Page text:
Before the Third Circuit the respondent argued that the fraud waiver applies to the charge under section 237(a)(1)(D)(i) for failure to file a Form I-751. According to the respondent, termination of his status for failure to file the form is related to the underlying fraud because he was convicted of marriage fraud prior to the 2-year anniversary of his conditional permanent resident status, so he should not have been required to file a meritless Form I-751 in order to be eligible for the waiver. The respondent further asserted that we erred in pretermitting his application for a waiver under section 237(a)(1)(H), because if the waiver were granted with respect to the marriage fraud under section 237(a)(1)(G)(ii) of the Act, it must also operate to waive removability under sections 237(a)(1)(D)(i) and 237(a)(2)(A)(i) since those charges directly resulted from the underlying fraud. Finally, he claimed that we erred in holding that his conditional permanent resident status terminated upon his failure to file the Form I-751 because his status had already terminated when the Attorney General determined he had committed marriage fraud. The respondent also argued for the first time before the Third Circuit that he is eligible for a waiver

841Cite as 26 I&N Dec. 839 (BIA 2016) Interim Decision #3876

under section 212(h) of the Act, which waives, inter alia, inadmissibility under section 212(a)(2)(A)(i)(I) based on conviction for a crime involving moral turpitude.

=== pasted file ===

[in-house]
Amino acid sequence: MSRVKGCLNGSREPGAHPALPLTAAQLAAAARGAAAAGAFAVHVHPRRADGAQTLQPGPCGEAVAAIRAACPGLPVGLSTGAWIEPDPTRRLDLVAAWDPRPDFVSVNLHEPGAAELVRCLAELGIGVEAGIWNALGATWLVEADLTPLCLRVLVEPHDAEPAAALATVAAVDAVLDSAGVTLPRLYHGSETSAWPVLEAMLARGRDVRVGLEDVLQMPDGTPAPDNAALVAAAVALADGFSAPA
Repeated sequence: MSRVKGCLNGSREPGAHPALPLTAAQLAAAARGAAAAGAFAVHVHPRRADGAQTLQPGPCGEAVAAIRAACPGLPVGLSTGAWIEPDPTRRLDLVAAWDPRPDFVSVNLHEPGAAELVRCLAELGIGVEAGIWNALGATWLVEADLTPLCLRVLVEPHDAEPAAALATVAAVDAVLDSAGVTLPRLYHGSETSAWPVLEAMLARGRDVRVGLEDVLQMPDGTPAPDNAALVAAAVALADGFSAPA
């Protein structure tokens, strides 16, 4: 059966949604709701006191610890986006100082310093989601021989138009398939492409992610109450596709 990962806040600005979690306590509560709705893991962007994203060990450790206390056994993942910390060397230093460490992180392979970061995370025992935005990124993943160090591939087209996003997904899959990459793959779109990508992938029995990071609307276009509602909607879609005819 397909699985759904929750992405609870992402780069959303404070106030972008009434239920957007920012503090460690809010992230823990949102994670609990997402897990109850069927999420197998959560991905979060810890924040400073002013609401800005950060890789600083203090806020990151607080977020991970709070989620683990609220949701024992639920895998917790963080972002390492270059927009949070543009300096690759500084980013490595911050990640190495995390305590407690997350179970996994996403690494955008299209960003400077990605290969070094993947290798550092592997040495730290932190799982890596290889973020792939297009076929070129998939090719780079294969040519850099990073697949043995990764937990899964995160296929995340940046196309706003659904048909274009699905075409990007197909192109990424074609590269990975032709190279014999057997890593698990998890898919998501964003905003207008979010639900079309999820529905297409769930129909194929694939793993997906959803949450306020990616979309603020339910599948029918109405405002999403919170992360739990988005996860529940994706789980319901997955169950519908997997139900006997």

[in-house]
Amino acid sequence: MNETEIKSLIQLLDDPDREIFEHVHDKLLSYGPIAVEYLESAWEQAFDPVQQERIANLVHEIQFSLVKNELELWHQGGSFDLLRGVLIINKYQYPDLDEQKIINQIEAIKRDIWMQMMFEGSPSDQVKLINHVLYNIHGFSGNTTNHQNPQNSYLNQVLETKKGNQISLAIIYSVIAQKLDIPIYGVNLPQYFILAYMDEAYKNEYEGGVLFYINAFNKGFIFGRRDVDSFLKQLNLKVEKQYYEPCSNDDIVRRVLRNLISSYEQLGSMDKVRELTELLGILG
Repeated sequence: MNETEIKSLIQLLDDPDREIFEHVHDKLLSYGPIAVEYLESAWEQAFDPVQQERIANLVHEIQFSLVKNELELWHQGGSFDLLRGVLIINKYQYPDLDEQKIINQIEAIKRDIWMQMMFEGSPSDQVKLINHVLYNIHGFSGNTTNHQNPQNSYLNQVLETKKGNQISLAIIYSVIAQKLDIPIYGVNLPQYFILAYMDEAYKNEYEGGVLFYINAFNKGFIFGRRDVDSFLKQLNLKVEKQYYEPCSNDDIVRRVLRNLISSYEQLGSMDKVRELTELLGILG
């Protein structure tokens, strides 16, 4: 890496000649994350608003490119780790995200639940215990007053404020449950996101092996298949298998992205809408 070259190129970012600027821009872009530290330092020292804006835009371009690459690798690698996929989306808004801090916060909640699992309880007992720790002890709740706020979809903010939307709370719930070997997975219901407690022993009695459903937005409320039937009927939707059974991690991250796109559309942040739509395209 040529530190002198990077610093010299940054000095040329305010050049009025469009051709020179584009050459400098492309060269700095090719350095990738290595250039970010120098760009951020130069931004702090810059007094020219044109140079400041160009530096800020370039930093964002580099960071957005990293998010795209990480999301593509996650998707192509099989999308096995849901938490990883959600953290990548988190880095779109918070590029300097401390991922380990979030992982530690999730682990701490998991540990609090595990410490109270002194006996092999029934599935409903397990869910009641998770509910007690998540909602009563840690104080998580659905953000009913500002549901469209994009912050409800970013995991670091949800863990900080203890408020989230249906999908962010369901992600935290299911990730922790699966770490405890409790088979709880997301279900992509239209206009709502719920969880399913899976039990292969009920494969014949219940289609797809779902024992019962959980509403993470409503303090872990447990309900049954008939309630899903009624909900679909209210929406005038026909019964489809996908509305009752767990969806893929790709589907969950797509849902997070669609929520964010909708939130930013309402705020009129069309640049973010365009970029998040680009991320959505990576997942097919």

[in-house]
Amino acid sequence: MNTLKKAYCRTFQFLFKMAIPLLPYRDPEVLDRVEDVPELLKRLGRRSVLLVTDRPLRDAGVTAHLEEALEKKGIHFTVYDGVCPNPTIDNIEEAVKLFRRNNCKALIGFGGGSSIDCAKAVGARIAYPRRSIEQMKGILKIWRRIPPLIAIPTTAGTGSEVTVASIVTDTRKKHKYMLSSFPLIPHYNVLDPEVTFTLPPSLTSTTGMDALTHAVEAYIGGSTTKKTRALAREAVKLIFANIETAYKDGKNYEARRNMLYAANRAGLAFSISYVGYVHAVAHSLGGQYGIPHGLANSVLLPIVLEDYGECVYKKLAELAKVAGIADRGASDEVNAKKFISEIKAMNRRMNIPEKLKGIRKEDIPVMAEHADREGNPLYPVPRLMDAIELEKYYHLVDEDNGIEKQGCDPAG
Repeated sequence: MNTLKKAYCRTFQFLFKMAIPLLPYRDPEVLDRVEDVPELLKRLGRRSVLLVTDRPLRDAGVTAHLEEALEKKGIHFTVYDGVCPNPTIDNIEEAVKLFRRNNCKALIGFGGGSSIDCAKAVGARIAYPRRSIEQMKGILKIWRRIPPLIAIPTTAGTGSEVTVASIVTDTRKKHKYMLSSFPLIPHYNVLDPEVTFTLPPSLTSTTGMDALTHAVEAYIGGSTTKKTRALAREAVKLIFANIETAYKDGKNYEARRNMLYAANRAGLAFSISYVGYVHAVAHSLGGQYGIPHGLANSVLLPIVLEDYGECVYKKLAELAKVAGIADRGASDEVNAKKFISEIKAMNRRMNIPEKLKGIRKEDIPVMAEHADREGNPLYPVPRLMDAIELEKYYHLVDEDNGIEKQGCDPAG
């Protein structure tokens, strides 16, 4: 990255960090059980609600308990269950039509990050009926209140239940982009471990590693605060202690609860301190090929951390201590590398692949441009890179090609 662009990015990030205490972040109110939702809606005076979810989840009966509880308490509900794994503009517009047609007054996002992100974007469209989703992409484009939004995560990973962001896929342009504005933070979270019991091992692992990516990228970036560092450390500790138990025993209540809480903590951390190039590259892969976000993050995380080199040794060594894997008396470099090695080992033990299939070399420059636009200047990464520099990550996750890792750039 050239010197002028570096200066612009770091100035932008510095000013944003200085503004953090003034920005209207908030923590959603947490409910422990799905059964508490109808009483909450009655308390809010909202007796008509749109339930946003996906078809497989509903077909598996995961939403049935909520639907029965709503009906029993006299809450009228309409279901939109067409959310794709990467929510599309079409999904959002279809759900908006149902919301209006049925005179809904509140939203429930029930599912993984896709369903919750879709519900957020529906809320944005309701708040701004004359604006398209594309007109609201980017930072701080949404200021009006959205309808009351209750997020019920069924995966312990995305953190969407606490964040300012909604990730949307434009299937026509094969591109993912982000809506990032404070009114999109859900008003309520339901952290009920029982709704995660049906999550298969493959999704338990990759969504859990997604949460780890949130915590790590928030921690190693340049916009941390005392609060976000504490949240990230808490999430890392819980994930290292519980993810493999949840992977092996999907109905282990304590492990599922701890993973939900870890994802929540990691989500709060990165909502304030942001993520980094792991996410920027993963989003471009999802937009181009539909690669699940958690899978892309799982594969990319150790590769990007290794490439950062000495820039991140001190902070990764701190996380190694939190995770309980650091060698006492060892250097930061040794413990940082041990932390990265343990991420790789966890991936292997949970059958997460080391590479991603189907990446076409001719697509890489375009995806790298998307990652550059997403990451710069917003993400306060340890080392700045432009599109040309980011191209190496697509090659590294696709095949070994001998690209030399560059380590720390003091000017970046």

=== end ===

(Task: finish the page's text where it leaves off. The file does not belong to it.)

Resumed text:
In its opposition, the Government argued that the Third Circuit did not have jurisdiction to hear the respondent’s petition because he neither challenged his removability for having been convicted of a crime involving moral turpitude nor sought a waiver under section 212(h) of the Act during the proceedings. The Government also argued that the respondent did not exhaust his administrative remedies and that his conviction for a crime involving moral turpitude remains an independent ground for removal that cannot be waived under section 237(a)(1)(H).

The Third Circuit found that the Government’s arguments were misplaced because it is immaterial whether the respondent challenged the crime involving moral turpitude determination or sought a waiver under section 212(h) of the Act. According to the court, “[T]he overarching legal issue of whether a fraud waiver can extend to the [crime involving moral turpitude] charge and to the Form I-751 charge was preserved....” Tima, 603 F. App’x at 102.